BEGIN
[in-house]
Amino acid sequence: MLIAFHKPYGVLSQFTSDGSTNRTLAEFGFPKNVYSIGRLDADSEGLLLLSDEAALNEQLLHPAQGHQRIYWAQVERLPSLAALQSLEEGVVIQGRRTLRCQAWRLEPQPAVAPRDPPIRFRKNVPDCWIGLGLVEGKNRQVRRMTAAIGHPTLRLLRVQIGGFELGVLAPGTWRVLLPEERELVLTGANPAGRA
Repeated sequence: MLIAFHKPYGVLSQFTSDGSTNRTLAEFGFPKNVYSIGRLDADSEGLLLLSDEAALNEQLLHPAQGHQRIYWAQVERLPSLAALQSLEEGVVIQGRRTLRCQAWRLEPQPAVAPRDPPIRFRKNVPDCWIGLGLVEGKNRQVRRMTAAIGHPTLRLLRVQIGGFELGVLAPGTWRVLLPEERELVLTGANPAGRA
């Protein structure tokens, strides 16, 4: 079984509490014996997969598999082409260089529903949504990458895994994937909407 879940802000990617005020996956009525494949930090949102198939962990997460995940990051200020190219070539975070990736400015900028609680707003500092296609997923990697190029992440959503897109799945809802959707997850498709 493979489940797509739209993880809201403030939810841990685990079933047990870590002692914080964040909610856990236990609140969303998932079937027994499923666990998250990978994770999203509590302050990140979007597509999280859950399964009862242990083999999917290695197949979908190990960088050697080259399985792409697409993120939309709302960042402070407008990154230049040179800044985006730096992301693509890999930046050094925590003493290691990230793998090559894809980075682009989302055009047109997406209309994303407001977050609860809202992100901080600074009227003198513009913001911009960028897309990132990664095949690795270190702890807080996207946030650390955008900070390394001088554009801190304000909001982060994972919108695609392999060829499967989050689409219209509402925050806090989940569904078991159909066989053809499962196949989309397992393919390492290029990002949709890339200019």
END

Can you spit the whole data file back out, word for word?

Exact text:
[in-house]
Amino acid sequence: MLIAFHKPYGVLSQFTSDGSTNRTLAEFGFPKNVYSIGRLDADSEGLLLLSDEAALNEQLLHPAQGHQRIYWAQVERLPSLAALQSLEEGVVIQGRRTLRCQAWRLEPQPAVAPRDPPIRFRKNVPDCWIGLGLVEGKNRQVRRMTAAIGHPTLRLLRVQIGGFELGVLAPGTWRVLLPEERELVLTGANPAGRA
Repeated sequence: MLIAFHKPYGVLSQFTSDGSTNRTLAEFGFPKNVYSIGRLDADSEGLLLLSDEAALNEQLLHPAQGHQRIYWAQVERLPSLAALQSLEEGVVIQGRRTLRCQAWRLEPQPAVAPRDPPIRFRKNVPDCWIGLGLVEGKNRQVRRMTAAIGHPTLRLLRVQIGGFELGVLAPGTWRVLLPEERELVLTGANPAGRA
């Protein structure tokens, strides 16, 4: 079984509490014996997969598999082409260089529903949504990458895994994937909407 879940802000990617005020996956009525494949930090949102198939962990997460995940990051200020190219070539975070990736400015900028609680707003500092296609997923990697190029992440959503897109799945809802959707997850498709 493979489940797509739209993880809201403030939810841990685990079933047990870590002692914080964040909610856990236990609140969303998932079937027994499923666990998250990978994770999203509590302050990140979007597509999280859950399964009862242990083999999917290695197949979908190990960088050697080259399985792409697409993120939309709302960042402070407008990154230049040179800044985006730096992301693509890999930046050094925590003493290691990230793998090559894809980075682009989302055009047109997406209309994303407001977050609860809202992100901080600074009227003198513009913001911009960028897309990132990664095949690795270190702890807080996207946030650390955008900070390394001088554009801190304000909001982060994972919108695609392999060829499967989050689409219209509402925050806090989940569904078991159909066989053809499962196949989309397992393919390492290029990002949709890339200019």